From Philosophy Now, what is philosophy and how do we do it? Are the concerns of philosophers far removed from daily lives of most people? Philosophers aren’t detached from reality, lost in an ivory tower, irrelevant; rather, they want to be all these things but can’t be — reality inevitably gets in the way. Philosophy has a long history of dangerous ideas, but how a philosophy book could possibly pose a security threat to a computer network? A review of Philosophy and Happiness. Here is the introduction to Philosophy as Therapeia. A review of Persons: What Philosophers Say about You by Warren Bourgeois. Do we need philosophy? The death of the David Hull leads Michael Ruse to question whether philosophers have become as extinct as lamplighters. Moral camouflage or moral monkeys: Is the great show we make of morality just a civilized cover for our selfish opportunism? Perhaps Socrates’s mission is to make the world safe for ugly people — isn’t everyone a little ugly, one way or the other, at one time or another? From The Guardian, a series on Montaigne, philosopher of life. What do Gandhi and Mother Teresa have in common with Hitler and Jeffrey Dahmer? Very little, you might reply — but our perceptions of them are in certain ways surprisingly similar. An interview with Greg Bassham, author of "Lance Armstrong and True Success" in Cycling — Philosophy for Everyone: A Philosophical Tour de Force. Why doesn't Batman just kill his arch-nemesis, the murderous Joker? Enter philosopher Immanuel Kant and the deontological theory of ethics. Here is the The Philosophers' Magazine's "Ideas of the 21st Century" page.
From The Scoop Deck, what sank the Cheonan? Daddy issues; and how good is the pirate lobby? Psychologist Marc Hauser goes from one sort of limelight to another, and Michael Ruse is disappointed and frustrated. Office of Personnel Management Director John Berry on why federal-private salary comparisons are "apples to oranges". What's right with this picture? Let’s at least call barbarism by its right name — which is just what the Time photograph did. From Fast Company, Alex Bogusky, the Elvis of advertising, has left the business — is this a New Age midlife crisis or his greatest rebranding campaign? Being a full-time human guinea pig is a service-sector job with needles; Scott McLemee looks at an ethnographic report. Why don't Americans like Muslims? From Atlas Obscura, an article on the Museum of Death, the world's largest collection of serial killer artwork and other macabre exhibits. Slumdog Tourism: Slum tourists may think they’re doing good, but the activity hurts more than it helps. As he prepares for his first ever arena tour, New Humanist catches up with rising rationalist star Tim Minchin. From Spectrum, could the murder victim's BlackBerry lead to her killer? Increasingly, the answer is yes. A review of Merchants of Doubt: How a Handful of Scientists Obscured the Truth on Issues from Tobacco Smoke to Global Warming by Naomi Oreskes and Erik M. Conway.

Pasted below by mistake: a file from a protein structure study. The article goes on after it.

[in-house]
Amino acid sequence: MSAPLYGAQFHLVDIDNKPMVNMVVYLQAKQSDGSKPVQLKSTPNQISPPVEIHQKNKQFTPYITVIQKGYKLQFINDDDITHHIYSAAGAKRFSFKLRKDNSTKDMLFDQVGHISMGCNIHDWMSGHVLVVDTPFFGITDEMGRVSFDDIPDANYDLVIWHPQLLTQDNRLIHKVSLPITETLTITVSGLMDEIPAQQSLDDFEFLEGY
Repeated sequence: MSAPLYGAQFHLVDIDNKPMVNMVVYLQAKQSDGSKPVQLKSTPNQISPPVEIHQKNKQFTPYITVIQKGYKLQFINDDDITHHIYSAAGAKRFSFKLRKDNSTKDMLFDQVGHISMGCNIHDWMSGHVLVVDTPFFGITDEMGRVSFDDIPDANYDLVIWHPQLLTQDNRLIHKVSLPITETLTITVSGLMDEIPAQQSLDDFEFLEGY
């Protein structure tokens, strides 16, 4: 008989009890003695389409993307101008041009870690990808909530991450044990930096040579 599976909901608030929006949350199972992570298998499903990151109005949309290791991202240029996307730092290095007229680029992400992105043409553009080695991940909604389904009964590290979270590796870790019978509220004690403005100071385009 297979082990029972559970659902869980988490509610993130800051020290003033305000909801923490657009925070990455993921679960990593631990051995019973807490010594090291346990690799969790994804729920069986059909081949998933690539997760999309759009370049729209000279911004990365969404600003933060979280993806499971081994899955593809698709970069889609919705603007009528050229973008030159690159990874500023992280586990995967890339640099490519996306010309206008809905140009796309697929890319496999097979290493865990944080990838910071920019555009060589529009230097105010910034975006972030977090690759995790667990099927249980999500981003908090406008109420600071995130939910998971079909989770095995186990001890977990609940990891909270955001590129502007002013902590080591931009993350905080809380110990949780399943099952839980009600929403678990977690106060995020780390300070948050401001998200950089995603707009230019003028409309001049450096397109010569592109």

An interview with Greg Koger, author of Filibustering: A Political History of Obstruction in the House and Senate. An unprecedented 10-year study’s surprising verdict: The real outcome of most K Street lobbying is nothing — until the right party or person comes to power. The right wing mantra: If at first you don't secede. How much government is enough? An interview with John Samples, author of The Struggle to Limit Government. How to succeed in politics: If the Whigs, Populists and Feminists can be co-opted by the Democrats and Republicans, the Tea Party will suffer the same fate. Pro-gun, anti-bank, and a staunch defender of civil liberties, Russ Feingold should appeal to the Tea Party crowd. An interview with Naomi Cahn and June Carbone, authors of Red Families v. Blue Families: Legal Polarization and the Creation of Culture. From Slate, are all rich people now liberals? (No.) How our Decider-in-Chief decides: John Dean on decisionmaking and the Obama presidency. It's Obama's White House, but it's still Bush's world. George W. Bush and his team already wrote a book in the presidency’s final, excruciating days, A Charge Kept — and nobody noticed. A review of The Book of Bastards: 101 Worst Scoundrels and Scandals from the World of Politics and Power by Brian Thornton. Bad name: When political names become insults. From Cracked, an article on political cartoons, the lowest form of communication.